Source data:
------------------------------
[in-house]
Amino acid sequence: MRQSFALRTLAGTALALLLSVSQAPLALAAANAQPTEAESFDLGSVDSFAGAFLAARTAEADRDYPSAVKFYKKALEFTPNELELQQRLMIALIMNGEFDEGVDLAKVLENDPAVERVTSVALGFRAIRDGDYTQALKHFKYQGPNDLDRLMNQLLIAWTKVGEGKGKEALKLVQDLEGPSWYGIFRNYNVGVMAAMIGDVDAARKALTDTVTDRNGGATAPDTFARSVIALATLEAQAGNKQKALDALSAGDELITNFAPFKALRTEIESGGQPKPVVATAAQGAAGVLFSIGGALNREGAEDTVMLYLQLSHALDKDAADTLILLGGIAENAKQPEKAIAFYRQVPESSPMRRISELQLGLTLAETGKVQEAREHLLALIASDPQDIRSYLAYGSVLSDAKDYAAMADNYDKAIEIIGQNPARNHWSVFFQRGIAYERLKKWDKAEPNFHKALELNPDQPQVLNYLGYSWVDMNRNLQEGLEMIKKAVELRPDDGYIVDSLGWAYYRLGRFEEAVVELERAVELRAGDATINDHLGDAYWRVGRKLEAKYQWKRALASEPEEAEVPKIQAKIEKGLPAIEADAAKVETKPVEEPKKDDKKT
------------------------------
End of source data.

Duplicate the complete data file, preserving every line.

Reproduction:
[in-house]
Amino acid sequence: MRQSFALRTLAGTALALLLSVSQAPLALAAANAQPTEAESFDLGSVDSFAGAFLAARTAEADRDYPSAVKFYKKALEFTPNELELQQRLMIALIMNGEFDEGVDLAKVLENDPAVERVTSVALGFRAIRDGDYTQALKHFKYQGPNDLDRLMNQLLIAWTKVGEGKGKEALKLVQDLEGPSWYGIFRNYNVGVMAAMIGDVDAARKALTDTVTDRNGGATAPDTFARSVIALATLEAQAGNKQKALDALSAGDELITNFAPFKALRTEIESGGQPKPVVATAAQGAAGVLFSIGGALNREGAEDTVMLYLQLSHALDKDAADTLILLGGIAENAKQPEKAIAFYRQVPESSPMRRISELQLGLTLAETGKVQEAREHLLALIASDPQDIRSYLAYGSVLSDAKDYAAMADNYDKAIEIIGQNPARNHWSVFFQRGIAYERLKKWDKAEPNFHKALELNPDQPQVLNYLGYSWVDMNRNLQEGLEMIKKAVELRPDDGYIVDSLGWAYYRLGRFEEAVVELERAVELRAGDATINDHLGDAYWRVGRKLEAKYQWKRALASEPEEAEVPKIQAKIEKGLPAIEADAAKVETKPVEEPKKDDKKT